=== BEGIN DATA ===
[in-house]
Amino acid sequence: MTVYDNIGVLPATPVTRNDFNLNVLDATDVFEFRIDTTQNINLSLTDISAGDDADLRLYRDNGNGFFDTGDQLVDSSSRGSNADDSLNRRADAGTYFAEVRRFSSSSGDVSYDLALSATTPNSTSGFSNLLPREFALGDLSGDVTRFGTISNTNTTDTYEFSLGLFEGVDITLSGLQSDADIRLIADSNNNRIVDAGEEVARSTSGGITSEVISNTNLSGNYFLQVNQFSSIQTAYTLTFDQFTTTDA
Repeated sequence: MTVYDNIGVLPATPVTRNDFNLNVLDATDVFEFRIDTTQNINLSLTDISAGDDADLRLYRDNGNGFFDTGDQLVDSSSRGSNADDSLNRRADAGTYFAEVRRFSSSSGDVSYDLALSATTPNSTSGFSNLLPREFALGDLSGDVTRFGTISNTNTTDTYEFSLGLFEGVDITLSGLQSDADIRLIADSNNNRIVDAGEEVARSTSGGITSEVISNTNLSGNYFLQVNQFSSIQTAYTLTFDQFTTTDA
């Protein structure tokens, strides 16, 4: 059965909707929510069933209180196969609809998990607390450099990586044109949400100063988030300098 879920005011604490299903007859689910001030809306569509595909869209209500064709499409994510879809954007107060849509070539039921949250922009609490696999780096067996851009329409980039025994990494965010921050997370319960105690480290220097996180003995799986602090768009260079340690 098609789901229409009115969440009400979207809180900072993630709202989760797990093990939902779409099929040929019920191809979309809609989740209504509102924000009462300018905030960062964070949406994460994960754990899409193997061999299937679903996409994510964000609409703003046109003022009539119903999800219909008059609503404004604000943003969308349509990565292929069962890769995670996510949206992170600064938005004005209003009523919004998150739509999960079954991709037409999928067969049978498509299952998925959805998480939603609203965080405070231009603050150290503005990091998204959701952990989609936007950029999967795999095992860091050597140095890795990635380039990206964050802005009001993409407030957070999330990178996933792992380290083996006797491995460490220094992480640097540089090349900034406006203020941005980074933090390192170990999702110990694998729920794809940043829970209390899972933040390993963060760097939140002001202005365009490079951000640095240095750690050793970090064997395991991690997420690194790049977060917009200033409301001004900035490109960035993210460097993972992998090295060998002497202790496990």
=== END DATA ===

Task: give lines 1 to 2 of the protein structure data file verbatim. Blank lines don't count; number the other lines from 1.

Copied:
[in-house]
Amino acid sequence: MTVYDNIGVLPATPVTRNDFNLNVLDATDVFEFRIDTTQNINLSLTDISAGDDADLRLYRDNGNGFFDTGDQLVDSSSRGSNADDSLNRRADAGTYFAEVRRFSSSSGDVSYDLALSATTPNSTSGFSNLLPREFALGDLSGDVTRFGTISNTNTTDTYEFSLGLFEGVDITLSGLQSDADIRLIADSNNNRIVDAGEEVARSTSGGITSEVISNTNLSGNYFLQVNQFSSIQTAYTLTFDQFTTTDA